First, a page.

Praying Christian (Orans) from a gravestone in the Catacombs of Domitilla


The Church and the Birth of Christian Liturgy

All Are Directly Linked to Christ

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Answered by Legionary of Christ Father Edward McNamara, professor of liturgy and dean of theology at the Regina Apostolorum university.
Q: Does the institution of the sacraments by Christ also signify the birth of the liturgy? Can we say that the Church commences with Jesus Christ? Does the liturgy have its origin in Christ? What are the sources of the history of the liturgy? — A.T., Yaoundé, Cameroon 
A: This question, originally in French, would probably require several volumes to answer fully. I will necessarily have to stick to essentials and be relatively succinct.
To the first question we can say yes, the institution of the sacraments can also signify the birth of Christian liturgy since the sacraments form the core of the liturgy. It is true that the New Testament does not reveal most of the ritual elements of the sacraments, and these often developed much later. But every sacrament insofar as it is a prolongation of the Incarnation under a regime of signs is necessarily liturgical in nature.
We can also affirm with total certainty that the Church commences with Jesus Christ. Statements such as Jesus preached the kingdom and St. Paul (or the Emperor Constantine) founded the Church have been repeatedly shown to be false and based on biases or weak scholarship. Unfortunately, it would be impossible for me to address this question here. Our readers can find good initial answers to these questions in popular apologetic sites such as Catholic Answers or go for more in-depth treatises such as Blessed John Henry Newman’s 1845 «Essay on the Development of Christian Doctrine.»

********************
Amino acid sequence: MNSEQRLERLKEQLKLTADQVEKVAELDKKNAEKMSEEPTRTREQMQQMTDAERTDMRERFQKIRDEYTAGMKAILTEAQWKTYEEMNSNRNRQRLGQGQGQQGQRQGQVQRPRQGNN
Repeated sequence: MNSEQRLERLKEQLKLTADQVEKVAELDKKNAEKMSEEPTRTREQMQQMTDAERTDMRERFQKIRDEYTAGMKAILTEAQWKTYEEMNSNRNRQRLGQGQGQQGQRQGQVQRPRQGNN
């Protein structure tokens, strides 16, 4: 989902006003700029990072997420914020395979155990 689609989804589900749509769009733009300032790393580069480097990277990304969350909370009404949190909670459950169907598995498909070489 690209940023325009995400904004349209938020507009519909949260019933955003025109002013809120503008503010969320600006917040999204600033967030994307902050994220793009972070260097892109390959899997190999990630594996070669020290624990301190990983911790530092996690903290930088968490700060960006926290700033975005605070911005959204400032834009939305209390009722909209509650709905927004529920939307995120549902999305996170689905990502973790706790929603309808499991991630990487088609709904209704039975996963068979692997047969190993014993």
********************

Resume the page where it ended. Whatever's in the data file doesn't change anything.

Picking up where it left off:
From what we have said above regarding the sacraments, we can also say yes to the question that the liturgy begins with Christ. But this statement must be qualified. Christ is the source of the liturgy on several levels. At the deepest level of all Christ is the source of the liturgy because the liturgy is essentially our participation, through, with and in Christ as members of his mystical body, in the worship that Christ as high priest offers to the heavenly Father. At this level, which is the most important, there is no liturgy without Christ and the Church. 
On the level of the external ritual elements of the liturgy, Christ establishes the essential elements in instituting the sacraments and in giving certain models such as when he blesses children and gave us the Our Father, but he himself did not offer detailed instructions on the structure of the liturgy. This is also logical as he is also the object of liturgical worship, and the Church would need time to digest and transform into prayer the great mystery of his existence. The Church he founded would have to develop and grow in many new cultures while simultaneously remaining rooted in the time when the Incarnate Word walked among us. This is why there are changeable elements such as languages and rites and unchangeable ones such as the use of bread and wine in the Eucharist which are intimately bound up with Christ himself.